5. Though the rule as laid down in Herbert v. Sayer (1844) 5 Q.B. 965 : 114 E.R. 1512 and Cohen v. Mitchell (1890) 25 Q.B. 262 was wide enough to cover realty and personalty and the reason of the rule might well apply to both, when the question arose as to subsequently-acquired realty, Chitty, J., declined to apply it--In re New Land Development Association and Gray (1892) 2 Ch.138--and the decision of Chitty, J., was followed in later cases until Parliament intervened and enacted Section 47 of the Bankruptcy Act of 1914. Thus the English law up to 1914 was that in the case of realty the moment it was acquired it vested in the trustee, whereas in the case of personalty it did not vest in him until he intervened. The reason assigned by Lindley, L.J., in the course of the argument for this distinction was 'the real estate passes by conveyance and not by delivery.' Even if this is the basis of the rule, the decree in the present case requires a conveyance and the decree cannot therefore vest in the insolvent.
6. There is no distinction between realty and personalty in Indian law; either the principle of simultaneous vesting or that of vesting being deferred until intervention must apply to both.
7. We shall now briefly examine the insolvency law in India and see if the Legislature intended to incorporate the English rule and if so, how far it has succeeded in doing so. Up to 1909 in Presidency Towns and Rangoon the law as to insolvency was governed by 11 and 12 Vict., Ch. XXI and so far as the Provincial Insolvency Act is concerned, up to 1907 the law was regulated by the provisions contained in the various Civil Procedure Codes enacted from time to time and they were very limited in scope. The provision relating to the vesting of property in 11 and 12 Vict, was Section 7 and the portion of the said section relevant for discussion ran thus:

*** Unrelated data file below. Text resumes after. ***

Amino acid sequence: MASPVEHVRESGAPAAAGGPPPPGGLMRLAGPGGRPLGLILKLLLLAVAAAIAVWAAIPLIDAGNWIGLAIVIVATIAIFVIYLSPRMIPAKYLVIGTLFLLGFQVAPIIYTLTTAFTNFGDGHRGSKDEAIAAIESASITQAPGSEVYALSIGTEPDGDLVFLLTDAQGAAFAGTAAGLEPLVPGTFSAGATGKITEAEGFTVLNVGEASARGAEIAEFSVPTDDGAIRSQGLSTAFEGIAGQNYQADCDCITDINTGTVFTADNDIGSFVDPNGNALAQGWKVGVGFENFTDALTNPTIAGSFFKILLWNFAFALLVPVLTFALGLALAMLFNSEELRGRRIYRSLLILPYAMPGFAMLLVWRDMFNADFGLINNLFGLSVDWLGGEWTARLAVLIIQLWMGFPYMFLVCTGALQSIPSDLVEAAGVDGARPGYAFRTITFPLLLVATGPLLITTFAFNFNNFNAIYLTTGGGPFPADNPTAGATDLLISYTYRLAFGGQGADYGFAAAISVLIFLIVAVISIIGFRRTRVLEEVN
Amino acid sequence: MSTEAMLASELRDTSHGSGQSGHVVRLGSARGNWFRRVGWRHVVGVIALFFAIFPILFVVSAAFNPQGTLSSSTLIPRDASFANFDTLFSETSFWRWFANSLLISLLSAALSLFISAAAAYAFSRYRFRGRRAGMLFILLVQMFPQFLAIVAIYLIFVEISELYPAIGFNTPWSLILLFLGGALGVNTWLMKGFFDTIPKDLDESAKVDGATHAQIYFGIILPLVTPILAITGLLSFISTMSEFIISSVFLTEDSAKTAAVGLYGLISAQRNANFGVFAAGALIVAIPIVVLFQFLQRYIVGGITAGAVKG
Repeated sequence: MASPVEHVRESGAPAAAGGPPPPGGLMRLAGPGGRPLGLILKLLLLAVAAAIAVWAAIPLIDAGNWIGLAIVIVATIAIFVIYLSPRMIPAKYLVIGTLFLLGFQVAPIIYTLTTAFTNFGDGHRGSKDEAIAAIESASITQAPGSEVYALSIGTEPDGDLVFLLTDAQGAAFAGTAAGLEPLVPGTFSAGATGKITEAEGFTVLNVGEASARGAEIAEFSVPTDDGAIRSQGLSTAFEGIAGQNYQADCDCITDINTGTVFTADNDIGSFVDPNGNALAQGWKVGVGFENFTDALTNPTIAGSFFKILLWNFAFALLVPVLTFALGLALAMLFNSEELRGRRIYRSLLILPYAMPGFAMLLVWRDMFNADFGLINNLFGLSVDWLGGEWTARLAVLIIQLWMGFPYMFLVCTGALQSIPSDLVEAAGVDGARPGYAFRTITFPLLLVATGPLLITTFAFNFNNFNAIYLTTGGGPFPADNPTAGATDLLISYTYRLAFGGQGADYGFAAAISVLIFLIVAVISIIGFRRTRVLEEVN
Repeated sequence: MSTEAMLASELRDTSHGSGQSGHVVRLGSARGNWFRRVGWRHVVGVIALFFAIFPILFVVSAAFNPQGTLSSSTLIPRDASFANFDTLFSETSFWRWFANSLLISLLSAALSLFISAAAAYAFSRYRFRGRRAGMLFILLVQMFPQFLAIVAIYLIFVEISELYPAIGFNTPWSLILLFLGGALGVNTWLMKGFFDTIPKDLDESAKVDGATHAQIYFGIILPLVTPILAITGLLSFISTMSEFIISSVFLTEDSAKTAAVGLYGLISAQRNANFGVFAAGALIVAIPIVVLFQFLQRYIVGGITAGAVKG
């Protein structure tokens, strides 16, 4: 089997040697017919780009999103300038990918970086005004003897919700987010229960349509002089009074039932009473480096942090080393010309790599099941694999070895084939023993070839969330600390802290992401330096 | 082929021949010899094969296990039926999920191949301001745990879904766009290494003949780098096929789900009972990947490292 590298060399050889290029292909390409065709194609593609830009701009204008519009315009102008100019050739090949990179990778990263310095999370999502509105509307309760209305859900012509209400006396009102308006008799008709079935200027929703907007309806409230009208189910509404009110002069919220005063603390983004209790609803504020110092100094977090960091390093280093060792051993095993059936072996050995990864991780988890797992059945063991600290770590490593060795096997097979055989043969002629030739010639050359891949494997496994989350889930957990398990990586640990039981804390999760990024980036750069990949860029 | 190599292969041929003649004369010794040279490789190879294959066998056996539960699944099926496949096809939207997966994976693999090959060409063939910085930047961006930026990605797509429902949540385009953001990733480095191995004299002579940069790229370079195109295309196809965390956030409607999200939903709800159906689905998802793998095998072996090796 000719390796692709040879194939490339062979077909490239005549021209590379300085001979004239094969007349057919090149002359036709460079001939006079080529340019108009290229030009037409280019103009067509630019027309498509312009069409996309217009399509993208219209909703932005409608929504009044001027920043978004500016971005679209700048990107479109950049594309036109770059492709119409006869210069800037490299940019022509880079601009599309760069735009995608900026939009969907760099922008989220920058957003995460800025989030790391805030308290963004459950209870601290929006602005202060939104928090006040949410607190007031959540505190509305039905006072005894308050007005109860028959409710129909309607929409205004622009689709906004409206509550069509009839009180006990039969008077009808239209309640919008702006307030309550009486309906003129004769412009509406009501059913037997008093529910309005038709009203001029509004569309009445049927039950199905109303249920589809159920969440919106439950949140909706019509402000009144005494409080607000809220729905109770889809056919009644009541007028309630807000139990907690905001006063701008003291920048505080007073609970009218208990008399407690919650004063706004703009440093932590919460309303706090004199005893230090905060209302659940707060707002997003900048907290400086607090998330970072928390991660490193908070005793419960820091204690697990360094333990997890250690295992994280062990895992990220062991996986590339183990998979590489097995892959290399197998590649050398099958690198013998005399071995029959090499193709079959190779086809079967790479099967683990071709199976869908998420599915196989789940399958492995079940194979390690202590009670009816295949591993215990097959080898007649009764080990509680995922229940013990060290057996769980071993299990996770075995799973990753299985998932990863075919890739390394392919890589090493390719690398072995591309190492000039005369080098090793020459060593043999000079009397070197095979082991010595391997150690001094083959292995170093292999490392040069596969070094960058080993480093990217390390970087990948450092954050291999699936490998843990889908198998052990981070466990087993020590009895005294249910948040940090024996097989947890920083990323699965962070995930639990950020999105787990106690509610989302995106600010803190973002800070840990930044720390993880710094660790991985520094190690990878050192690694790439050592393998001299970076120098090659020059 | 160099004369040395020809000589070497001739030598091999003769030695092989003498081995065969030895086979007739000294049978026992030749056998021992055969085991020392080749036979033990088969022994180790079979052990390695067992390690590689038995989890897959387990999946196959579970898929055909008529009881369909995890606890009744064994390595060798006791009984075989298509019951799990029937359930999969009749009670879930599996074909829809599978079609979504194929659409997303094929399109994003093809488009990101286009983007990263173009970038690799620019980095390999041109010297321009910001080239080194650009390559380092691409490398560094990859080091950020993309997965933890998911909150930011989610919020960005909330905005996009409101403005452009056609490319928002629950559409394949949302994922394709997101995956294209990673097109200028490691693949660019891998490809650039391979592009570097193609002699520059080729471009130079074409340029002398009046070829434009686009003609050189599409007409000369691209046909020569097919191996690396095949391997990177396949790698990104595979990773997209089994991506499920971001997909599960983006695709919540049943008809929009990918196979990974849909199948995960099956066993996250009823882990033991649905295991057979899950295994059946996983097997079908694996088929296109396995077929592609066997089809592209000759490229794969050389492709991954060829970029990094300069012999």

All future estate, right, title, interest and trust of the said petitioner in or to any real or personal estate or effects...which may revert, be devised or bequeathed or come to him ... do vest in the Official Assignee for the time being of the said Court.
Their Lordships of the Privy Council placed the following interpretation in Moses Kerakoose v. Benjamin Brooks (1860) 8 M.I.A. 339 :
Under the statute, 11 and 12 Viet. c. 21, the Assignee has a right to the subsequently-acquired property of an insolvent, unless the insolvent has obtained a certificate and discharge; but the Assignee's right to the subsequently-acquired property is subject to two qualifications. In the first place, if the insolvent has acquired property subject to liens and obligations then any property taken by the Assignee under the state of things is taken subject to those charges and equities which effect the property in the hands of the insolvent. The second qualification is this, that if the insolvent carries on trade at a subsequent period, with the assent of the Assignee of the estate under the Insolvent Act, in the first instance the property which is acquired in the subsequent trade will be subject in equity to the charge of the creditors in that trade, in priority to the claim of the Assignee under the first insolvency.